Earthy and majestic all in one breathe, Marisa Anderson is the kind of artist everyone needs in their lives. Modest sounds that never outstay their welcome produced by one of the most underrated experimental guitarists around. With Still, Here, Anderson provides further proof of that.
Artifacts & Uranium: Pancosmology
Echodelick Records / Weird Beard Records
Like the Mike Vest/ Charlie Butler release later in this feature, this one escaped our clutches at the time of release, too. Unfortunate, but we’re here now and this time Vest is joined by Empty House’s Fred Laird as Artifacts & Uranium for their second album, Pancosmology.
And what is a glorious mess this is. Imagine Spaceman 3 and The Stooges in a backyard scrap. That’s basically what this is, but throw a raga/krautrock flavour in and the whole thing is just, well… fucking brilliant! It really is magnificent as Vest and Laird create the kind of laser beams drones that transcend Elon Musk’s spaceships.
Real good stuff, this. Press play and listen for yourself.
Daniel Avery: Ultra Truth
Daniel Avery has been on some run, with the U.K. producer releasing his third album in as many years with Ultra Truth.
In many ways, Ultra Truth is quintessential Daniel Avery. It’s got it all under one roof – the emotion, the euphoria, the BPM caffeine rush. It’s all here, and while many others in the world of electronica are happy releasing one off singles and EPs, Avery has gone against the grain with what has been a creative gold rush of sorts.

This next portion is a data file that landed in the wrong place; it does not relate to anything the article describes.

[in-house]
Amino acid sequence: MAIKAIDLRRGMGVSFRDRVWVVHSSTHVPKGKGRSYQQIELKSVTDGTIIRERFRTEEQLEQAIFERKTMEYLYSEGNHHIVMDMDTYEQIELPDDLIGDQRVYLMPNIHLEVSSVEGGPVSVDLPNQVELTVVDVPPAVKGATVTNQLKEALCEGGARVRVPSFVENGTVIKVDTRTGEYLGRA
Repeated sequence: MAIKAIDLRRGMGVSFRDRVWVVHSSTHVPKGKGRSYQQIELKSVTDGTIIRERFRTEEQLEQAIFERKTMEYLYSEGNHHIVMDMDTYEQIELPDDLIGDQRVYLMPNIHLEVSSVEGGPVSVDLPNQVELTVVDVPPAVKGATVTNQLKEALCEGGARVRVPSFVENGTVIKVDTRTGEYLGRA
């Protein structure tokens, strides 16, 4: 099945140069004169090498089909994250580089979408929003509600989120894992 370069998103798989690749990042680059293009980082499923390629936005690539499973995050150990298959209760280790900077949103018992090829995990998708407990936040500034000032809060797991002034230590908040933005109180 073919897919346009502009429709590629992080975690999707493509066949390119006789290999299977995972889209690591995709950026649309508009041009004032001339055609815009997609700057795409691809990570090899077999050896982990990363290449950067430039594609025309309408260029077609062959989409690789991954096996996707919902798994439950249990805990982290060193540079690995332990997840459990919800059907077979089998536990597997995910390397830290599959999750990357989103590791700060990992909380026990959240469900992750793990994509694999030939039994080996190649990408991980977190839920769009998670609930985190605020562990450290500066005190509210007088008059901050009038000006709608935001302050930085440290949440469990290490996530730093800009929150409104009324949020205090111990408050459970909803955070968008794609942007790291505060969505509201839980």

At 15 tracks and over an hour long, with Ultra Truth, club land Avery arrives in your living room. And from the void, once again the he’s delivered another stellar set of tracks that separates him from his contemporaries. Ultra Truth is yet another triumph spanning over a career that has seen many.
Kasper Bjørke Quartet: Mother
Whether it be via solo offerings or in collaboration, Danish composer Kasper Bjørke has spent the last decade ingrained in the experimental landscape. Following his 2018 release as The Fifty Eleven Project, Bjørke returns on Kompakt Records with Mother.